It’s thick, rich and a little sticky, and is quite reminiscent of a Barleywine. It’s low on hop bitterness, but full of treacly malt sweetness and warming alcohols.

Kwak is pleasingly strong at 8.4%, though admittedly that’s only the third strongest of three beers I tried in Poechenellekelder that night, thus making the delicious, restorative black coffee I enjoyed there the following day particularly welcome.

All in all, a lovely beer, and one I look forward to trying again some day, perhaps even as part of a return visit to Poechenellekelder before long.

Facts and Figures

Brewery: Brouwerij Bosteels, Buggenhout, Belgium
Style: Extra Strong Beers and Bitters
Strength: 8.4% ABV
Found at: Poechenellekelder, Rue du Chêne, Brussels, Belgium
Serving: 330ml Bottle

67. Moorhouse’s Pendle Witches Brew

A recent spell out of the office due to a minor injury left me keen to get away from daytime TV and back into the real world. Or at least the pub. Tell you what, shall we go to the pub?

We shall. The Grape & Grain up in Crystal Palace is a great little boozer, and very much one for the real ale purists. I like it. I want to love it, but I don’t yet. With a dozen hand pumps, knowledgeable staff, and discounts for CAMRA members, you know where you stand, and it’s a huge improvement on its previous incarnation.

That isn’t terribly hard, since as a “Jack Beard’s” it was part of a chain of utterly hopeless pubs that were a scourge on the entire South London area.

That’s no longer the case. Excellent management is now in place, the ales are plentiful and in prime condition, and you can even get a salad here if you ask nicely. My only real reservation is that the selection of beers tends to be quite conservative. With that many pumps, a pub can afford to take a few risks and whack on a good craft Black IPA, Barleywine or Imperial Stout, whereas here you’re usually going to be choosing between ten or so inoffensive, sessionable English bitters.

Today at least, one of those bitters was one that we need to cover here on Three Hundred Beers: Pendle Witches Brew.


Pendle Hill is well-known to anyone who, like your author, grew up in Lancashire. It has a long history of association with witchcraft and other supernatural activities, and so it gives its name to this beer.

“Witches” is fruity, vinous, bitter and floral. It’s pleasant enough, but it’s deeply, deeply unexciting. It has won all the CAMRA awards, yet you can drink it without actually noticing it, which, inconveniently enough, leaves you rather short of words if you’re trying to describe it on a blog later.

This is a beer very much from the old guard: safe but boring. It’s beers like this that are the very reason exciting new breweries like The Kernel and Beavertown exist. Breweries that challenge you to think about what you’re drinking.

Facts and Figures

Brewery: Moorhouse’s, Burnley, Lancashire, England
Style: Extra Strong Beers and Bitters
Strength: 5.1% ABV
Found at: The Grape & Grain, Anerley Hill, London SE19
Serving: Cask, pint

37. Fuller’s ESB

There are several Fuller’s beers in The Book, and given their ubiquity here in London, I’m a little surprised it’s taken so long to get around to covering one.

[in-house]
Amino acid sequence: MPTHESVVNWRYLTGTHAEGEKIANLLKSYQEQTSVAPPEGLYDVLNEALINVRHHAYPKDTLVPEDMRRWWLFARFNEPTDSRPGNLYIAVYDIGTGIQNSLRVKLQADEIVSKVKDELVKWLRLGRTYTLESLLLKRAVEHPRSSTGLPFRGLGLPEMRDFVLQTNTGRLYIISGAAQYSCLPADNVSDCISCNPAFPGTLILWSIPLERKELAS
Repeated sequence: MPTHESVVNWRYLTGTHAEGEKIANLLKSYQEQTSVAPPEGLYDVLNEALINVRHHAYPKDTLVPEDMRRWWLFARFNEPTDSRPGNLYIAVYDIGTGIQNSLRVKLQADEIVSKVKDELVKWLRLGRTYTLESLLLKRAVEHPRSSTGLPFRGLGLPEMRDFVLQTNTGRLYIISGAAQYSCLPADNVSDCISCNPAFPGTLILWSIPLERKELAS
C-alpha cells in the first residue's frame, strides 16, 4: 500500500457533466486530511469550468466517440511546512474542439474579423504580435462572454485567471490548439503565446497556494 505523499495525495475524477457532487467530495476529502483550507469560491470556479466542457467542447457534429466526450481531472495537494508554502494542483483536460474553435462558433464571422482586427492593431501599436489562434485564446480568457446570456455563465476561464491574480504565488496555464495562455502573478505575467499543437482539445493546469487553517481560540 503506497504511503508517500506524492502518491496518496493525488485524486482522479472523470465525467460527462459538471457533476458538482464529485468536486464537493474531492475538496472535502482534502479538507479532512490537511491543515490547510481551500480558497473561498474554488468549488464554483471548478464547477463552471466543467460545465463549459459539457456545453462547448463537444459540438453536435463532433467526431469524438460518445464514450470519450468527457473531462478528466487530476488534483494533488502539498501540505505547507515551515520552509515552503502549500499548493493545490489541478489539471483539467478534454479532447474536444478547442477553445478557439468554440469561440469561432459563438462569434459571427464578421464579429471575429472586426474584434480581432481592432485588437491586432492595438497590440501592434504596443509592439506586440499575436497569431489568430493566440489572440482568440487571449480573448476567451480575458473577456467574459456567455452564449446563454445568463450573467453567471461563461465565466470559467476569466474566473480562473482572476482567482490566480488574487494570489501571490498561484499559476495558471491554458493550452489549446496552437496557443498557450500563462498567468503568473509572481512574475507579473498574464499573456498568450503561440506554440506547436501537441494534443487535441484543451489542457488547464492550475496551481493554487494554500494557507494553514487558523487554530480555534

Fuller’s ESB is something of a classic: there aren’t many beers that have inspired and indeed given their name to a entire style of beer, but ESB has.

Fuller's ESB at The Mad Hatter, SE1

ESB is very easy to get hold of in London, especially in bottles, but to be enjoyed at its very best, it really needs to be tracked down on cask, ideally in one of the better Fuller’s pubs, where it should be served to perfection.

This one certainly was, and compared to the bottled stuff, it’s a revelation. There’s a whole new depth to it, with rich treacle toffee notes, bittersweet marmalade fruit and a vinous, lightly bitter finish.

It’s a weighty pint in many ways, but Fuller’s ESB slips down a treat and is incredibly moreish. At 5.5% ABV it isn’t exactly what one would call sessionable, but two or three won’t do too much damage.

Great stuff, and I’ll be back for more.

Facts and Figures

Brewery: Fuller, Smith & Turner, Chiswick Lane South, London W4
Style: Extra Strong Beers and Bitters
Strength: 5.5% ABV
Found at: The Mad Hatter Hotel, Stamford Street, London SE1
Serving: Cask, pint

34. Jennings Sneck Lifter

Amid the vast sea of Belgian beer I’ve been obliged to drink my way through recently, it’s nice to have a change of scenery, and head back to Blighty and to the Lake District for a big old bottle of this famous ESB-style beer.


Jennings Sneck Lifter pours a very deep, dark ruby colour with a smallish tan head. The nose is all christmas cake fruits and toasty malts.

To taste, there’s even more fruit and rich caramel from the black malts, followed by a strong, peppery bitter finish courtesy of the whole flower hops. It’s dark and complex, though perhaps not to the same extent as Theakston’s Old Peculier.

All in all, a good winter beer, best served at toom temperature to let all those flavours emerge. I’d be happy to see this on cask in more pubs, but sadly it doesn’t seem to be widely available down here in London.

Facts and Figures

Brewery: Jennings Brewery, Cockermouth, Cumbria, England
Style: Extra Strong Beers and Bitters
ABV: 5.1%
Found at: Bossman Wines, Lordship Lane, London SE22
Dispense: 500ml Bottle